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Classical Soybean (Glycine max (L.) Merr) Symbionts, Sinorhizobium fredii USDA191 and Bradyrhizobium diazoefficiens USDA110, Reveal Contrasting Symbiotic Phenotype on Pigeon Pea (Cajanus cajan (L.) Millsp)

A. A. Alaswad, N. W. Oehrle, H. B. Krishnan
International journal of molecular sciences 2019 v.20 no.5 pp. 1091
Bradyrhizobium diazoefficiens, Bradyrhizobium japonicum, Cajanus cajan, Glycine max, Sinorhizobium fredii, leghemoglobin, mutants, nitrogen-fixing bacteria, nodulation, phenotype, pigeon peas, rhizosphere bacteria, root inoculation, root nodules, semiarid zones, soybeans, symbionts, symbiosis, type III secretion system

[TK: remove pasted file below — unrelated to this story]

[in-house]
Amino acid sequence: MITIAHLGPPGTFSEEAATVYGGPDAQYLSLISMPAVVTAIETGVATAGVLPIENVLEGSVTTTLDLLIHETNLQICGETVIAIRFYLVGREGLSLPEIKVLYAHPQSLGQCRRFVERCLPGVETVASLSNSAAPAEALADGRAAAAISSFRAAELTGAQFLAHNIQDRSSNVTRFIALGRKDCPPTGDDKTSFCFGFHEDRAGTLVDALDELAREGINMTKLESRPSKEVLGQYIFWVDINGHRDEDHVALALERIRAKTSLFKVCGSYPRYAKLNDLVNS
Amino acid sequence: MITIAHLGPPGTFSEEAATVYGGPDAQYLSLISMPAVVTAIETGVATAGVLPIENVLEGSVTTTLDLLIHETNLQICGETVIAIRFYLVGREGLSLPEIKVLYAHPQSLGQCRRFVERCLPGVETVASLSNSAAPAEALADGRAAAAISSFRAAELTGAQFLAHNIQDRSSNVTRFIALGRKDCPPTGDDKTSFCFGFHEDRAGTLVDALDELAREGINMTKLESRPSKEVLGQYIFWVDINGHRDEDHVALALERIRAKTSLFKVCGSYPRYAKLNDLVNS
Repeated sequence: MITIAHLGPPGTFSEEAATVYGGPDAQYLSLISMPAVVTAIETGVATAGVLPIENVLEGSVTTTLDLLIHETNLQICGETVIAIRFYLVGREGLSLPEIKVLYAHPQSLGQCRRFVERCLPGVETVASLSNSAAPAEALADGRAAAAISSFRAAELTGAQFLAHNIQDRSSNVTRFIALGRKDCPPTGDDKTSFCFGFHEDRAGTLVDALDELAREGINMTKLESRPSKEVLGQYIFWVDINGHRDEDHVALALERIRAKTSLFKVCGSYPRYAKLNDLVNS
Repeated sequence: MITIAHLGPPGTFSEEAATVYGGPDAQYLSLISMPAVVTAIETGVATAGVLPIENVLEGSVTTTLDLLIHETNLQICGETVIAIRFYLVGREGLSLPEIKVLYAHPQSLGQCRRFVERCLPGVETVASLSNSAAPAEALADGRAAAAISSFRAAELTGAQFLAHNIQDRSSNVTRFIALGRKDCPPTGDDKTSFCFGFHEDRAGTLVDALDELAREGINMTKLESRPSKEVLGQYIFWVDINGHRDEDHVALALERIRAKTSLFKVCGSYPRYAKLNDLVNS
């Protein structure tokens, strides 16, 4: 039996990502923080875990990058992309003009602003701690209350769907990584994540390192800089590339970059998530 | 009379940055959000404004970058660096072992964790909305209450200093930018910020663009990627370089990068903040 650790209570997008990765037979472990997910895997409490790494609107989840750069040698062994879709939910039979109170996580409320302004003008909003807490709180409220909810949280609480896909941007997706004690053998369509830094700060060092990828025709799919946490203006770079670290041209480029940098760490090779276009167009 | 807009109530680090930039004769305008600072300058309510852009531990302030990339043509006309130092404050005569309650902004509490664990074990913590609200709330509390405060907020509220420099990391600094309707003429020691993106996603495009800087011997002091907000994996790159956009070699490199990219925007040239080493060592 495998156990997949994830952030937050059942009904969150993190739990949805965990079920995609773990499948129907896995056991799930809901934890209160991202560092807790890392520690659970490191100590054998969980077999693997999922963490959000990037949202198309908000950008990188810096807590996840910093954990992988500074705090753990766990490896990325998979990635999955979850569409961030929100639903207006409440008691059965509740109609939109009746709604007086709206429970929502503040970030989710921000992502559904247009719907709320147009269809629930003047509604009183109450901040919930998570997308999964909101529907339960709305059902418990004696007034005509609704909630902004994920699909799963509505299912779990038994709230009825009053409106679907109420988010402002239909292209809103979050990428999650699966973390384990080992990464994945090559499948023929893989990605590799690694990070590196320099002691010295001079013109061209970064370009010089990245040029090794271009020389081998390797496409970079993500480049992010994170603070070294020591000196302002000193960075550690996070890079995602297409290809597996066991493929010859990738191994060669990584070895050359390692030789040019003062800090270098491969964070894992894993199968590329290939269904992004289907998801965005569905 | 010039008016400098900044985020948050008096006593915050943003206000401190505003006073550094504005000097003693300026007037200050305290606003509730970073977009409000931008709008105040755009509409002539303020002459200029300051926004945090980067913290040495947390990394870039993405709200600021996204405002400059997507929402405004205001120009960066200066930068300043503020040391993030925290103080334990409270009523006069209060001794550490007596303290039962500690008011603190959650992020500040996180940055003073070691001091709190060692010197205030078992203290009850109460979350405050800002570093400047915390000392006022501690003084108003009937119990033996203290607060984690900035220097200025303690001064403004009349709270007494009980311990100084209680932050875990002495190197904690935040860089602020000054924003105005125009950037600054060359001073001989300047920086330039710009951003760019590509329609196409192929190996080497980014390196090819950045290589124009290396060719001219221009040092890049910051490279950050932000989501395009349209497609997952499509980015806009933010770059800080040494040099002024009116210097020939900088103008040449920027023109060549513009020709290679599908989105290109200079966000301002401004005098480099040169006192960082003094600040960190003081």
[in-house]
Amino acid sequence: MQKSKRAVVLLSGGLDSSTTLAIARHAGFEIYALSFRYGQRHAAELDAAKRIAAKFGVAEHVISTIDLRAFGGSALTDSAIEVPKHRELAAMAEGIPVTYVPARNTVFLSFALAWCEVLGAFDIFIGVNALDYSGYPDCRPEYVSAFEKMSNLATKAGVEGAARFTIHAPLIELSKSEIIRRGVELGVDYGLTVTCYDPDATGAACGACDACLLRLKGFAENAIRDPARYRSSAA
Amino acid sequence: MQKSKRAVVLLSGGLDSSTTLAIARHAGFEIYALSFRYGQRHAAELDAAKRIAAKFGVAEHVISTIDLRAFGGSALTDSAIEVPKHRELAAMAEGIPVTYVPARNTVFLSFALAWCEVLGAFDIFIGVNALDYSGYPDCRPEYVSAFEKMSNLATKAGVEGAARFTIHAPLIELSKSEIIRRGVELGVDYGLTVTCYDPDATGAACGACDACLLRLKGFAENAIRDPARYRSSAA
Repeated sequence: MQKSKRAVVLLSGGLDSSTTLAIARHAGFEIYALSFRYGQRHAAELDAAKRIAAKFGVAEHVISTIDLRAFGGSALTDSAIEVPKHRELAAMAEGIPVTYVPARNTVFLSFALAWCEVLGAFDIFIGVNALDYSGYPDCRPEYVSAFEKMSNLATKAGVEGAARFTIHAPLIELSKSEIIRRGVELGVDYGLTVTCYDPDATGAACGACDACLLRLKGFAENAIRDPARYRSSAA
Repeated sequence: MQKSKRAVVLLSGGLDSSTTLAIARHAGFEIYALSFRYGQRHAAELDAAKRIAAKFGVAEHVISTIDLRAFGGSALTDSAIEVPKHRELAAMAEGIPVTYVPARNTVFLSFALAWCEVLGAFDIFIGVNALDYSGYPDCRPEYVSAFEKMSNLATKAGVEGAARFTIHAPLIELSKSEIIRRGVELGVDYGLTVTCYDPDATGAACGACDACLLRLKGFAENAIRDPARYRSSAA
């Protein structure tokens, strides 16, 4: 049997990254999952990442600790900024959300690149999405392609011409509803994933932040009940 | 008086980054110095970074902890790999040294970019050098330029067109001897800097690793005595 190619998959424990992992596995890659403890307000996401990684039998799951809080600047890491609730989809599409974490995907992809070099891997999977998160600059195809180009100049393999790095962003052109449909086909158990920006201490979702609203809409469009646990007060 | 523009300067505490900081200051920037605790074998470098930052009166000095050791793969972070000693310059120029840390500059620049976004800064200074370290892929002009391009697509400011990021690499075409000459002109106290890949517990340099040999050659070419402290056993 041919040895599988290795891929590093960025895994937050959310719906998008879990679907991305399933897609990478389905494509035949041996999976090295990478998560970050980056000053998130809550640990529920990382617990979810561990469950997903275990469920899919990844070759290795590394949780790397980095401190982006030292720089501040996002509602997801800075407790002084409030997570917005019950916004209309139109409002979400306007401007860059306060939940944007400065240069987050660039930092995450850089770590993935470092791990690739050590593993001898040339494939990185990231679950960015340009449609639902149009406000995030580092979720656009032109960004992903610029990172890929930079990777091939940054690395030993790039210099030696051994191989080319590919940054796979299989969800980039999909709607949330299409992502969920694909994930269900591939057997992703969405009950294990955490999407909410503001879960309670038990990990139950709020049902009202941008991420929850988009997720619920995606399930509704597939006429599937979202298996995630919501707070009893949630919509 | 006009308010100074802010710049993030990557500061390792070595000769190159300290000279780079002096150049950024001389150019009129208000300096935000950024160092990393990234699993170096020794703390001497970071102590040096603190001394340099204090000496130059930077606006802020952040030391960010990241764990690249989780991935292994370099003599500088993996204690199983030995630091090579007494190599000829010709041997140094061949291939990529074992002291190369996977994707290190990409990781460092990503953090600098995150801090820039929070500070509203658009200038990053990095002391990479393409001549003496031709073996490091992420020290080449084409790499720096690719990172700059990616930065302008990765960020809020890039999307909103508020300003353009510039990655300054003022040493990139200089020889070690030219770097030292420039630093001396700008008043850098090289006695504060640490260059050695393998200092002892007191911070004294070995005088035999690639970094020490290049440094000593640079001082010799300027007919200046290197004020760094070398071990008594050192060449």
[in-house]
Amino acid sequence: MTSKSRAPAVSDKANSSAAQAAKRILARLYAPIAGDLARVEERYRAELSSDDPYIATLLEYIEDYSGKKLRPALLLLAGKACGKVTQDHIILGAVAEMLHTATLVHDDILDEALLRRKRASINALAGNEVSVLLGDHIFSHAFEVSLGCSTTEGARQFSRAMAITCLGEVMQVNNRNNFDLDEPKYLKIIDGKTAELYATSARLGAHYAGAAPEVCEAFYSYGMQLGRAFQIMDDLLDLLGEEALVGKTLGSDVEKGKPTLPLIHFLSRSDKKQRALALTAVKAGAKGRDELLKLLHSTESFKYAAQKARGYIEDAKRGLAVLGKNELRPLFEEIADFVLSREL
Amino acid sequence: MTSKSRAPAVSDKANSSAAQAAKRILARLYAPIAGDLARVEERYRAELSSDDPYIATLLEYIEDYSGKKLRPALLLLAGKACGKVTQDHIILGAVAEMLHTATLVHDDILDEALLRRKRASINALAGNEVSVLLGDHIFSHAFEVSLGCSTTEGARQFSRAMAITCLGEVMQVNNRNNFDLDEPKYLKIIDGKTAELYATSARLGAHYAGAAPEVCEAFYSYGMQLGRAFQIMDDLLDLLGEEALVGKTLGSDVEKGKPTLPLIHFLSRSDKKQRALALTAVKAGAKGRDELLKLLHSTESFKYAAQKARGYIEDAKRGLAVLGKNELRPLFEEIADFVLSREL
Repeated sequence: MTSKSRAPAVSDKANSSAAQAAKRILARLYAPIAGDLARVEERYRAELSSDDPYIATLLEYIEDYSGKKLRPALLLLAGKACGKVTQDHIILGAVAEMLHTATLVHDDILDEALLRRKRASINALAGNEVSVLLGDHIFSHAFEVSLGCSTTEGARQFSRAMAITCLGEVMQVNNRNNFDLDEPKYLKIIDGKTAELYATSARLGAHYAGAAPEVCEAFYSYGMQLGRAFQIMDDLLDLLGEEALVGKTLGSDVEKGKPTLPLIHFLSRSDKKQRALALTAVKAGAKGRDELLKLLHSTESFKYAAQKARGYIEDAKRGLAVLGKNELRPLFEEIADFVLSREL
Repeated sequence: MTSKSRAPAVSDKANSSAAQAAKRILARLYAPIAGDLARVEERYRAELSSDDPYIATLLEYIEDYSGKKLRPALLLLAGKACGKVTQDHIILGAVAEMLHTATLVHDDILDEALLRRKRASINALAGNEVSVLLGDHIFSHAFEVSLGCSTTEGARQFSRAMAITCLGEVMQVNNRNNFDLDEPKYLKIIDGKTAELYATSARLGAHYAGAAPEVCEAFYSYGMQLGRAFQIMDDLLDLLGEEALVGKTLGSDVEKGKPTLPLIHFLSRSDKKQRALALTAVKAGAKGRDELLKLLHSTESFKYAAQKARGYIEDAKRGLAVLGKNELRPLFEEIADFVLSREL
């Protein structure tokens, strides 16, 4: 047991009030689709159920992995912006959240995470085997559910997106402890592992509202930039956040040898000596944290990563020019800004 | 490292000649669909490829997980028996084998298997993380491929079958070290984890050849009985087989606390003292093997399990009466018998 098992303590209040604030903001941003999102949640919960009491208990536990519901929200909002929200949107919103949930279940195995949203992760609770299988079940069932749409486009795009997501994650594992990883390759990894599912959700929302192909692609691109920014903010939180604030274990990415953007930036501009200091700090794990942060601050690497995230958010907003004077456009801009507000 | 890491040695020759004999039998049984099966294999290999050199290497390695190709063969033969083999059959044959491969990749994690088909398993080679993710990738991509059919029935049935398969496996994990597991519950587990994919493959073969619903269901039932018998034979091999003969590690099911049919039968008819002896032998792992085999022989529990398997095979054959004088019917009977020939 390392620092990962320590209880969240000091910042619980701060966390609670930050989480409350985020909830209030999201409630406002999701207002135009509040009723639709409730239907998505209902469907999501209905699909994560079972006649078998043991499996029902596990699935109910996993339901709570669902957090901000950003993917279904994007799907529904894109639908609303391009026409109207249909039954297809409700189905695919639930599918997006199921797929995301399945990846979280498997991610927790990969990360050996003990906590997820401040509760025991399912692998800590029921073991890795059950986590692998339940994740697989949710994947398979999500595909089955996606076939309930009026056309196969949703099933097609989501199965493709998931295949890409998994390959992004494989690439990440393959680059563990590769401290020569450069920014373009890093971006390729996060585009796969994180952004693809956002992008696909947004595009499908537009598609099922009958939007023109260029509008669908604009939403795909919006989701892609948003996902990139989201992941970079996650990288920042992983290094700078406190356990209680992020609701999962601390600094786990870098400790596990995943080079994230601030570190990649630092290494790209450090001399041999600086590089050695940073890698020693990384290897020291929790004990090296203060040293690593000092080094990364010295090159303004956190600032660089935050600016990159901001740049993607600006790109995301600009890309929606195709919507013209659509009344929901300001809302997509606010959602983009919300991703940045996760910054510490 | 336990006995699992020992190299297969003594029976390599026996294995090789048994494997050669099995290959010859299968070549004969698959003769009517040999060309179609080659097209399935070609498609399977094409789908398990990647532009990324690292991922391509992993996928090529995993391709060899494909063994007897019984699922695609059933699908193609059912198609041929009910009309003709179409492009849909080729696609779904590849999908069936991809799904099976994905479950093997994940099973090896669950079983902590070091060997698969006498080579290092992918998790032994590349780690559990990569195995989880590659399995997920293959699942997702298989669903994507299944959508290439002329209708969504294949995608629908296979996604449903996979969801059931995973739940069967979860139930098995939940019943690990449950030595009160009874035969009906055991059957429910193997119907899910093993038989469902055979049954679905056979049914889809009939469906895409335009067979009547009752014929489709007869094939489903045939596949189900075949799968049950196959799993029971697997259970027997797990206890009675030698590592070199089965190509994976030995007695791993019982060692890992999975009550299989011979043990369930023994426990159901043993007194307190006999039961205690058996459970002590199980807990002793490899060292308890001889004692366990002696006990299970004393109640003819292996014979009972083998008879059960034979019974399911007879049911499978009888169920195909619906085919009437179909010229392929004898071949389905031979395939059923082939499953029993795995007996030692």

Pigeon pea [Cajanus cajan (L.) Millspaugh] is cultivated widely in semi-arid agricultural regions in over 90 countries around the world. This important legume can enter into symbiotic associations with a wide range of rhizobia including Bradyrhizobium and fast-growing rhizobia. In comparison with other major legumes such as soybean and common bean, only limited information is available on the symbiotic interaction of pigeon pea with rhizobia. In this study, we investigated the ability of two classical soybean symbionts, S. fredii USDA191 and B. japonicum USDA110 and their type 3 secretion system (T3SS) mutants, to nodulate pigeon pea. Both S. fredii USDA191 and a T3SS mutant S. fredii RCB26 formed nitrogen-fixing nodules on pigeon pea. Inoculation of pigeon pea roots with B. japonicum USDA110 and B. japonicum '136 (a T3SS mutant) resulted in the formation of Fix- and Fix+ nodules, respectively. Light and transmission electron microscopy of Fix- nodules initiated by B. japonicum USDA110 revealed the complete absence of rhizobia within these nodules. In contrast, Fix+ nodules formed by B. japonicum '136 revealed a central region that was completely filled with rhizobia. Ultrastructural investigation revealed the presence of numerous bacteroids surrounded by peribacteroid membranes in the infected cells. Analysis of nodule proteins by one and two-dimensional gel electrophoresis revealed that leghemoglobin was absent in B. japonicum USDA110 nodules, while it was abundantly present in B. japonicum '136 nodules. Results of competitive nodulation assays indicated that B. japonicum '136 had greater competitiveness for nodulation on pigeon pea than did the wild-type strain. Our results suggest that this T3SS mutant of B. japonicum, due to its greater competitiveness and ability to form Fix+ nodules, could be exploited as an inoculant to boost pigeon pea productivity.